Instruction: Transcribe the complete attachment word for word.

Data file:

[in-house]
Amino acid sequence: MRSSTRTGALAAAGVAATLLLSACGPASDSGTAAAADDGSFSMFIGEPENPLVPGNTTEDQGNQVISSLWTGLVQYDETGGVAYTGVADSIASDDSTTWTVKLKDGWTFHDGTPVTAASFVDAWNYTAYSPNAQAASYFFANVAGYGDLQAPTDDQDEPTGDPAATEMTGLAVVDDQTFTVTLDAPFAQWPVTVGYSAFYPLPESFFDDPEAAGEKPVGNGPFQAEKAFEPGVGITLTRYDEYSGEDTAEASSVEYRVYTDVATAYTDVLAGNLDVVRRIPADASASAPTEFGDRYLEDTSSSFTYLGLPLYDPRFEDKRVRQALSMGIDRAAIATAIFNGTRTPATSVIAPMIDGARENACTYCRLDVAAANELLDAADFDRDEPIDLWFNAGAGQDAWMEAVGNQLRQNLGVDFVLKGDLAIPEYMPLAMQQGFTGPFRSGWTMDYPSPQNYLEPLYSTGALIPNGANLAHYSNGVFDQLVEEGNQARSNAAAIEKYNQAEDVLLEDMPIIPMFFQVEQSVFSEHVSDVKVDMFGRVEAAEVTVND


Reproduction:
[in-house]
Amino acid sequence: MRSSTRTGALAAAGVAATLLLSACGPASDSGTAAAADDGSFSMFIGEPENPLVPGNTTEDQGNQVISSLWTGLVQYDETGGVAYTGVADSIASDDSTTWTVKLKDGWTFHDGTPVTAASFVDAWNYTAYSPNAQAASYFFANVAGYGDLQAPTDDQDEPTGDPAATEMTGLAVVDDQTFTVTLDAPFAQWPVTVGYSAFYPLPESFFDDPEAAGEKPVGNGPFQAEKAFEPGVGITLTRYDEYSGEDTAEASSVEYRVYTDVATAYTDVLAGNLDVVRRIPADASASAPTEFGDRYLEDTSSSFTYLGLPLYDPRFEDKRVRQALSMGIDRAAIATAIFNGTRTPATSVIAPMIDGARENACTYCRLDVAAANELLDAADFDRDEPIDLWFNAGAGQDAWMEAVGNQLRQNLGVDFVLKGDLAIPEYMPLAMQQGFTGPFRSGWTMDYPSPQNYLEPLYSTGALIPNGANLAHYSNGVFDQLVEEGNQARSNAAAIEKYNQAEDVLLEDMPIIPMFFQVEQSVFSEHVSDVKVDMFGRVEAAEVTVND